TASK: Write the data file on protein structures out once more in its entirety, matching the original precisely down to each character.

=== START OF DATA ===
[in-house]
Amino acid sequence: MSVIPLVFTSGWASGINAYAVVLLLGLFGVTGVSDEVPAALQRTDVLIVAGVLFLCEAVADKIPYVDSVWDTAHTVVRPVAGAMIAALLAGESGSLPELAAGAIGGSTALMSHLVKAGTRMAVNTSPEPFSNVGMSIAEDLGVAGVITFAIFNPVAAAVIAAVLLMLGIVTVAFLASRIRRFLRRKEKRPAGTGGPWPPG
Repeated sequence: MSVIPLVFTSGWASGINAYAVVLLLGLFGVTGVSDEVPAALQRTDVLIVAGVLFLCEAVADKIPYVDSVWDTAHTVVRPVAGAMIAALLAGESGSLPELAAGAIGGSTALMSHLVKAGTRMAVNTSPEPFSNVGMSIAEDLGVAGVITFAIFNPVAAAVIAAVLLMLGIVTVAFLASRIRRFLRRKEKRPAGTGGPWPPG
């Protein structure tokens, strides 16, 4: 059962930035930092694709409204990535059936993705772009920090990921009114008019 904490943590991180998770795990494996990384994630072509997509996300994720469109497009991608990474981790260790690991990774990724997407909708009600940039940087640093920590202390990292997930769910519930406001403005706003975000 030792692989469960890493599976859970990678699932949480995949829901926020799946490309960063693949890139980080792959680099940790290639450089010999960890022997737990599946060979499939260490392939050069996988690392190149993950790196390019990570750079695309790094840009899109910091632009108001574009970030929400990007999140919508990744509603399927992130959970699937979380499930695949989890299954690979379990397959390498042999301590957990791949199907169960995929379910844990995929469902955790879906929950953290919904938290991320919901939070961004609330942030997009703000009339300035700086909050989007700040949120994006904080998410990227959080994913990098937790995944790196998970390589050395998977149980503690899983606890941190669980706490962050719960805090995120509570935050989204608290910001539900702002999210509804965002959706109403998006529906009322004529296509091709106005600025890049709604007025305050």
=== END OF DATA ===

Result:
[in-house]
Amino acid sequence: MSVIPLVFTSGWASGINAYAVVLLLGLFGVTGVSDEVPAALQRTDVLIVAGVLFLCEAVADKIPYVDSVWDTAHTVVRPVAGAMIAALLAGESGSLPELAAGAIGGSTALMSHLVKAGTRMAVNTSPEPFSNVGMSIAEDLGVAGVITFAIFNPVAAAVIAAVLLMLGIVTVAFLASRIRRFLRRKEKRPAGTGGPWPPG
Repeated sequence: MSVIPLVFTSGWASGINAYAVVLLLGLFGVTGVSDEVPAALQRTDVLIVAGVLFLCEAVADKIPYVDSVWDTAHTVVRPVAGAMIAALLAGESGSLPELAAGAIGGSTALMSHLVKAGTRMAVNTSPEPFSNVGMSIAEDLGVAGVITFAIFNPVAAAVIAAVLLMLGIVTVAFLASRIRRFLRRKEKRPAGTGGPWPPG
């Protein structure tokens, strides 16, 4: 059962930035930092694709409204990535059936993705772009920090990921009114008019 904490943590991180998770795990494996990384994630072509997509996300994720469109497009991608990474981790260790690991990774990724997407909708009600940039940087640093920590202390990292997930769910519930406001403005706003975000 030792692989469960890493599976859970990678699932949480995949829901926020799946490309960063693949890139980080792959680099940790290639450089010999960890022997737990599946060979499939260490392939050069996988690392190149993950790196390019990570750079695309790094840009899109910091632009108001574009970030929400990007999140919508990744509603399927992130959970699937979380499930695949989890299954690979379990397959390498042999301590957990791949199907169960995929379910844990995929469902955790879906929950953290919904938290991320919901939070961004609330942030997009703000009339300035700086909050989007700040949120994006904080998410990227959080994913990098937790995944790196998970390589050395998977149980503690899983606890941190669980706490962050719960805090995120509570935050989204608290910001539900702002999210509804965002959706109403998006529906009322004529296509091709106005600025890049709604007025305050």